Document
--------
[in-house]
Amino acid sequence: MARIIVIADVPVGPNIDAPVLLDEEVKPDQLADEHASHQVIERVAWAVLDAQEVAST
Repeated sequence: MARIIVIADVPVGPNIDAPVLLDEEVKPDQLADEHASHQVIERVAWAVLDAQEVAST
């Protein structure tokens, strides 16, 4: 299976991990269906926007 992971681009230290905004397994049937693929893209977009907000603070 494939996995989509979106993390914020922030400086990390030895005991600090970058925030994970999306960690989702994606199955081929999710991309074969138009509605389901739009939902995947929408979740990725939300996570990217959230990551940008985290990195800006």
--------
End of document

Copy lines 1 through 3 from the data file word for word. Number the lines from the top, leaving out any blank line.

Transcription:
[in-house]
Amino acid sequence: MARIIVIADVPVGPNIDAPVLLDEEVKPDQLADEHASHQVIERVAWAVLDAQEVAST
Repeated sequence: MARIIVIADVPVGPNIDAPVLLDEEVKPDQLADEHASHQVIERVAWAVLDAQEVAST